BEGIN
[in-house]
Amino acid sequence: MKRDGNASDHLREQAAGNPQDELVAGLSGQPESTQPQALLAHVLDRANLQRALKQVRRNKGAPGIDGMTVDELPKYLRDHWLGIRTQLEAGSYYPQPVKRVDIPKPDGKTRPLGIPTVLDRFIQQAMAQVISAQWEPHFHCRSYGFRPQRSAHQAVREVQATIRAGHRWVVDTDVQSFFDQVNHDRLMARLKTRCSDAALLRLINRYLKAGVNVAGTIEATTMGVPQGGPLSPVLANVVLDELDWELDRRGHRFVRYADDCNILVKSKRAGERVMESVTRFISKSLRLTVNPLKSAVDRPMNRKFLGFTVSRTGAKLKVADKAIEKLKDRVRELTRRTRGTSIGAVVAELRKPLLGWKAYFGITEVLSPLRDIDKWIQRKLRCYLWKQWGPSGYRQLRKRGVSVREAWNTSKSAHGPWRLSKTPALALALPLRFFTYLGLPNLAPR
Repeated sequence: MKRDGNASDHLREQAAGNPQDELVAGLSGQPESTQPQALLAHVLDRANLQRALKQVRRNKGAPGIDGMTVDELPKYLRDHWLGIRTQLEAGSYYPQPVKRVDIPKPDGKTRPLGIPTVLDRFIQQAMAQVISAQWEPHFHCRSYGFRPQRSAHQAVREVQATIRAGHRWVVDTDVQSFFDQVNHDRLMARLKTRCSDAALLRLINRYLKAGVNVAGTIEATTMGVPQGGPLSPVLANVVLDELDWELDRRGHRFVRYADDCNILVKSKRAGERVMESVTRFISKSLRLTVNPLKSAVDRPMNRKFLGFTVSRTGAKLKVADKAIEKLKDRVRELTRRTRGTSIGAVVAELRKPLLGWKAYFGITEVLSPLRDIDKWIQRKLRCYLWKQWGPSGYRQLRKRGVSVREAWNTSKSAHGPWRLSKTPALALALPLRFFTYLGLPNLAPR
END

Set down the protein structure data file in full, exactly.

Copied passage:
[in-house]
Amino acid sequence: MKRDGNASDHLREQAAGNPQDELVAGLSGQPESTQPQALLAHVLDRANLQRALKQVRRNKGAPGIDGMTVDELPKYLRDHWLGIRTQLEAGSYYPQPVKRVDIPKPDGKTRPLGIPTVLDRFIQQAMAQVISAQWEPHFHCRSYGFRPQRSAHQAVREVQATIRAGHRWVVDTDVQSFFDQVNHDRLMARLKTRCSDAALLRLINRYLKAGVNVAGTIEATTMGVPQGGPLSPVLANVVLDELDWELDRRGHRFVRYADDCNILVKSKRAGERVMESVTRFISKSLRLTVNPLKSAVDRPMNRKFLGFTVSRTGAKLKVADKAIEKLKDRVRELTRRTRGTSIGAVVAELRKPLLGWKAYFGITEVLSPLRDIDKWIQRKLRCYLWKQWGPSGYRQLRKRGVSVREAWNTSKSAHGPWRLSKTPALALALPLRFFTYLGLPNLAPR
Repeated sequence: MKRDGNASDHLREQAAGNPQDELVAGLSGQPESTQPQALLAHVLDRANLQRALKQVRRNKGAPGIDGMTVDELPKYLRDHWLGIRTQLEAGSYYPQPVKRVDIPKPDGKTRPLGIPTVLDRFIQQAMAQVISAQWEPHFHCRSYGFRPQRSAHQAVREVQATIRAGHRWVVDTDVQSFFDQVNHDRLMARLKTRCSDAALLRLINRYLKAGVNVAGTIEATTMGVPQGGPLSPVLANVVLDELDWELDRRGHRFVRYADDCNILVKSKRAGERVMESVTRFISKSLRLTVNPLKSAVDRPMNRKFLGFTVSRTGAKLKVADKAIEKLKDRVRELTRRTRGTSIGAVVAELRKPLLGWKAYFGITEVLSPLRDIDKWIQRKLRCYLWKQWGPSGYRQLRKRGVSVREAWNTSKSAHGPWRLSKTPALALALPLRFFTYLGLPNLAPR